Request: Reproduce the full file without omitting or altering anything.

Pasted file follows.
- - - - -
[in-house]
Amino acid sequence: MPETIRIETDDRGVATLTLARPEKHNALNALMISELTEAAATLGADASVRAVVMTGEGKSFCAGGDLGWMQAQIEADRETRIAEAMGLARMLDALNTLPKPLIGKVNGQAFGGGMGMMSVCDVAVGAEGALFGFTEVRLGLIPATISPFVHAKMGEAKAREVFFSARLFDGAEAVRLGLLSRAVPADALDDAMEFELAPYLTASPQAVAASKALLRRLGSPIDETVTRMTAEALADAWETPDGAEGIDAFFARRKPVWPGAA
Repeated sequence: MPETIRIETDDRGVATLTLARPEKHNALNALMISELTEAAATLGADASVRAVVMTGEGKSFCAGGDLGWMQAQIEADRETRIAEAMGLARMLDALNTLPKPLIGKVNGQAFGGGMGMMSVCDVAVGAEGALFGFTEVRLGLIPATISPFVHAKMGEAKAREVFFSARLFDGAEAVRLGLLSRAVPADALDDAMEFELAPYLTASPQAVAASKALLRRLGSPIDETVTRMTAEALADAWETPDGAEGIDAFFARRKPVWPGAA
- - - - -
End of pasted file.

[in-house]
Amino acid sequence: MPETIRIETDDRGVATLTLARPEKHNALNALMISELTEAAATLGADASVRAVVMTGEGKSFCAGGDLGWMQAQIEADRETRIAEAMGLARMLDALNTLPKPLIGKVNGQAFGGGMGMMSVCDVAVGAEGALFGFTEVRLGLIPATISPFVHAKMGEAKAREVFFSARLFDGAEAVRLGLLSRAVPADALDDAMEFELAPYLTASPQAVAASKALLRRLGSPIDETVTRMTAEALADAWETPDGAEGIDAFFARRKPVWPGAA
Repeated sequence: MPETIRIETDDRGVATLTLARPEKHNALNALMISELTEAAATLGADASVRAVVMTGEGKSFCAGGDLGWMQAQIEADRETRIAEAMGLARMLDALNTLPKPLIGKVNGQAFGGGMGMMSVCDVAVGAEGALFGFTEVRLGLIPATISPFVHAKMGEAKAREVFFSARLFDGAEAVRLGLLSRAVPADALDDAMEFELAPYLTASPQAVAASKALLRRLGSPIDETVTRMTAEALADAWETPDGAEGIDAFFARRKPVWPGAA